By Deborah Borfitz
September 28, 2020 | Last month’s Next Generation Dx Summit brought together leading experts on the role of companion diagnostics (CDx) in precision medicine, including Wendy Rubinstein, M.D., Ph.D., director of personalized medicine at the U.S. Food and Drug Administration (FDA) in the Center for Devices and Radiological Health (CDRH). She covered the use of routinely collected real-world data (RWD) to support regulatory submissions, focusing on in vitro diagnostic devices (IVDs), and later joined a panel session on the current state of CDx in and beyond oncology.
In a regulatory context, RWD is intended to overcome the limitations of randomized controlled trials—notably, the time and expense in conducting them, the difficulty in collecting rare outcomes and the generalizability of results, says Rubinstein. Benefits and risks of a device can be better inferred in real-world environments, and an analysis of that information qualifies as valid scientific evidence provided it comes from “well-controlled investigations of significant human experiences.”
Formal guidance on the use of real-world evidence (RWE) in regulatory submissions was finalized in 2017, she notes. And just last month, the Medical Device Innovation Consortium (MDIC) issued its framework for incorporating RWD and RWE into pre- and post-marketing regulatory decision-making for IVDs.
For pre-marketing submissions, leftover (aka surrogate) samples whose clinical status is known may be used with the candidate test to determine test performance, she cites as an example. IVD clinical performance studies involving RWD are often non-observational because unbiased estimation of clinical performance requires a study design that includes collection of additional samples. For an observational (“virtual”) clinical performance study, patients might be tested with a candidate test followed by a comparator test (e.g., gold standard) according to routine clinical practice.
Over 140 Emergency Use Authorizations (EUAs) for molecular diagnostic tests have been issued by the FDA since the start of the COVID-19 pandemic, plus a fair number of serology tests, Rubinstein continues. These are largely collaborative activities that are leveraging RWD to demonstrate clinical performance.
The newly launched COVID Shield initiative, targeting lab data disharmony and portability issues specific to SARS-CoV-2, should provide a workable solution for “the rest of medicine,” says Rubinstein.
To conclude her presentation, Rubinstein cites several examples of IVD regulatory assessments that have used RWE. These include Illumina MiSeqDx CF products, designed to detect genetic changes associated with cystic fibrosis (CF), whose clinical validity was supported by evidence of variants detected from dried blood spot specimens collected through routine newborn CF screening.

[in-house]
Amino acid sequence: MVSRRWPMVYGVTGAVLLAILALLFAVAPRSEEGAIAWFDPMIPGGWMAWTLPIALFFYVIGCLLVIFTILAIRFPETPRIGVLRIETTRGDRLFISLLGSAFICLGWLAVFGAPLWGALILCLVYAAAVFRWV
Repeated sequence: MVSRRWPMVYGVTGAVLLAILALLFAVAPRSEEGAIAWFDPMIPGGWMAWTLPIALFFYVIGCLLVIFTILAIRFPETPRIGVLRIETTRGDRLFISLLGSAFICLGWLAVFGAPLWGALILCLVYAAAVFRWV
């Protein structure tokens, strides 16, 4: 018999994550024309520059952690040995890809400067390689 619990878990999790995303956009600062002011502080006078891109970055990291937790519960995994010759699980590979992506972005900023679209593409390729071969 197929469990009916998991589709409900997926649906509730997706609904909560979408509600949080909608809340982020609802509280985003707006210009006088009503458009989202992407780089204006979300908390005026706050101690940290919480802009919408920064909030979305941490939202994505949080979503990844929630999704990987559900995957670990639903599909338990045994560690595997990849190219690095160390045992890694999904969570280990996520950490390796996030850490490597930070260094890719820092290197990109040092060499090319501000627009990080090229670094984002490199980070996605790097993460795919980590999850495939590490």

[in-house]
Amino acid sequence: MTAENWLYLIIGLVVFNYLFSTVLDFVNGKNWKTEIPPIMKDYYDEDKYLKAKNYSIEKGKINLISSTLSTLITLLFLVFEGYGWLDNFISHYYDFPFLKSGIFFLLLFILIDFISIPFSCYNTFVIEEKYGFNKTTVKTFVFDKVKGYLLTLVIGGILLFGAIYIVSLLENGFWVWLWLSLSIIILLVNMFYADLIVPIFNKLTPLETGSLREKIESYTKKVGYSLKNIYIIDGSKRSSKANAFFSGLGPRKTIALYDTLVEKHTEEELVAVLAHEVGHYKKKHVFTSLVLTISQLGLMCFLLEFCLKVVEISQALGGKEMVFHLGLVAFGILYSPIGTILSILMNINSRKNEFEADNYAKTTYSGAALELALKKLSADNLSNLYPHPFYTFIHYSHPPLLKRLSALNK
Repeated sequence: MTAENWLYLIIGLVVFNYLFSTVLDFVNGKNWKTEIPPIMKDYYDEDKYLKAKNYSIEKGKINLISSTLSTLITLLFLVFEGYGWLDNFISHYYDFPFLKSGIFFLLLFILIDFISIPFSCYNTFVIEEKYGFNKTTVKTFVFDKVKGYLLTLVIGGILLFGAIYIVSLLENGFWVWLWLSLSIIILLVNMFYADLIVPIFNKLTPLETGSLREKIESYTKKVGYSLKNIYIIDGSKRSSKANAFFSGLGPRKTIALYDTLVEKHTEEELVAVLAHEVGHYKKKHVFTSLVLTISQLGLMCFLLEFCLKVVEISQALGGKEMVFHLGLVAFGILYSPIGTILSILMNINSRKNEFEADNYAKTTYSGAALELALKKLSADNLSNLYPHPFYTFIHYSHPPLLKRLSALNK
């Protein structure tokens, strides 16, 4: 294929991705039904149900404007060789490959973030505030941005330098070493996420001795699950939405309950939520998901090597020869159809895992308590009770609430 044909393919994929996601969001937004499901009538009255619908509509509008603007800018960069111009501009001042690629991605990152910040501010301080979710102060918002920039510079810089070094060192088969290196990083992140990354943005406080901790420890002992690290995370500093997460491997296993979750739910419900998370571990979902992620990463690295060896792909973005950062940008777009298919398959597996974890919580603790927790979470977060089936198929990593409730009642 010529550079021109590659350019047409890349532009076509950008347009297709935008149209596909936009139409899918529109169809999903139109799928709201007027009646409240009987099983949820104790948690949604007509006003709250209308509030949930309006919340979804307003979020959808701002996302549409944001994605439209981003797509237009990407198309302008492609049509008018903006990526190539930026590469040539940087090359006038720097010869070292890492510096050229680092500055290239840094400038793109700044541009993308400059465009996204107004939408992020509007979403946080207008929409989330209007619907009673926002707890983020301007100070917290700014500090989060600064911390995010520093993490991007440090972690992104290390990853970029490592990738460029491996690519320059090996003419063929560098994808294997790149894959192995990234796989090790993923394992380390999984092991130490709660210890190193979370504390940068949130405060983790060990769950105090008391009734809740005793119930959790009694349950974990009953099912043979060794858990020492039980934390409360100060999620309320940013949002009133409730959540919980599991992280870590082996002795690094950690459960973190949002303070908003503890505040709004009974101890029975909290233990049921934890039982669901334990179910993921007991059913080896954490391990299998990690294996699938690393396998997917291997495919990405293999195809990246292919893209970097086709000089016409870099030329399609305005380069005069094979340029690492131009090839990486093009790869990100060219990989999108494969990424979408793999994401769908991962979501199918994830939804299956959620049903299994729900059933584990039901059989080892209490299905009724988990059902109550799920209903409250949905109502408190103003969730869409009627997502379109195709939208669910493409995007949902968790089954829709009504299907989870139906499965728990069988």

Similarly, Memorial Sloan-Kettering Cancer Center submitted RWE to support market authorization of MSK-IMPACT (Integrated Mutation Profiling of Actionable Cancer Targets), a next generation sequencing-based tumor profiling test, she says. It uses a publicly available, precision oncology knowledge base, OncoKB, to facilitate the clinical interpretation of detected mutations.
Importance Of Early Planning
The “real question” with RWE, says Rubinstein, is this: Is the research question supported by the data at hand? She advises sponsors to get the FDA’s feedback through its Q-Submission Program, which includes pre-submissions as well as additional opportunities to engage with the agency. Only a “handful” of IVDs have made premarket submissions supported by RWD, she adds, “so we’re still learning.”
Rubinstein was joined in the panel session by Mark Curren, vice president of companion diagnostics at Janssen R&D; Neeraj Adya, Ph.D., head of Genmab US, and Jason Christiansen, chief technology officer for Boundless Bio. Renee Yura, director of diagnostics at Pfizer, served as moderator.
One of the biggest lessons learned in the oncology space is the importance of timeline alignment “early on” if a drug product will be paired with a companion diagnostic, says Christiansen. The idea is to avoid unwelcome “surprises”—all too commonly, translational work that doesn’t translate well into clinical trials.